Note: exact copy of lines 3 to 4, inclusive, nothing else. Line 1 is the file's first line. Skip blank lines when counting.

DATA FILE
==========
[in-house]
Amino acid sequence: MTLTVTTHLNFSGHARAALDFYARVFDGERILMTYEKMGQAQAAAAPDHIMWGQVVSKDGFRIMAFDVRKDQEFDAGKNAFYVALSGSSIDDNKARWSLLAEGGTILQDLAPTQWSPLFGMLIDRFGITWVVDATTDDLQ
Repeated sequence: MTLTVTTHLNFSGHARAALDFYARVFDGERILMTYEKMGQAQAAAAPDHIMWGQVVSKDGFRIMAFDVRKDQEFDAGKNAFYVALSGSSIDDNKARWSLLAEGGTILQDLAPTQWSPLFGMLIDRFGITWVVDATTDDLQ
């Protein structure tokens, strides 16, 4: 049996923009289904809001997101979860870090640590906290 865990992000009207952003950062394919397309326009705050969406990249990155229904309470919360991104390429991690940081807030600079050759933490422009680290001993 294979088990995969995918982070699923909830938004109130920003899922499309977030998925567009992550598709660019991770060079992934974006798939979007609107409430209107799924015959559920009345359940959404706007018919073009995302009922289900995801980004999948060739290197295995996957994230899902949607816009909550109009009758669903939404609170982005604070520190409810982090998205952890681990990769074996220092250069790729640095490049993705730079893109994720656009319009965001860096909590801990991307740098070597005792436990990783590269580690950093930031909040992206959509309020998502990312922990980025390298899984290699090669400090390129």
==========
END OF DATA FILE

Repeated sequence: MTLTVTTHLNFSGHARAALDFYARVFDGERILMTYEKMGQAQAAAAPDHIMWGQVVSKDGFRIMAFDVRKDQEFDAGKNAFYVALSGSSIDDNKARWSLLAEGGTILQDLAPTQWSPLFGMLIDRFGITWVVDATTDDLQ
């Protein structure tokens, strides 16, 4: 049996923009289904809001997101979860870090640590906290 865990992000009207952003950062394919397309326009705050969406990249990155229904309470919360991104390429991690940081807030600079050759933490422009680290001993 294979088990995969995918982070699923909830938004109130920003899922499309977030998925567009992550598709660019991770060079992934974006798939979007609107409430209107799924015959559920009345359940959404706007018919073009995302009922289900995801980004999948060739290197295995996957994230899902949607816009909550109009009758669903939404609170982005604070520190409810982090998205952890681990990769074996220092250069790729640095490049993705730079893109994720656009319009965001860096909590801990991307740098070597005792436990990783590269580690950093930031909040992206959509309020998502990312922990980025390298899984290699090669400090390129």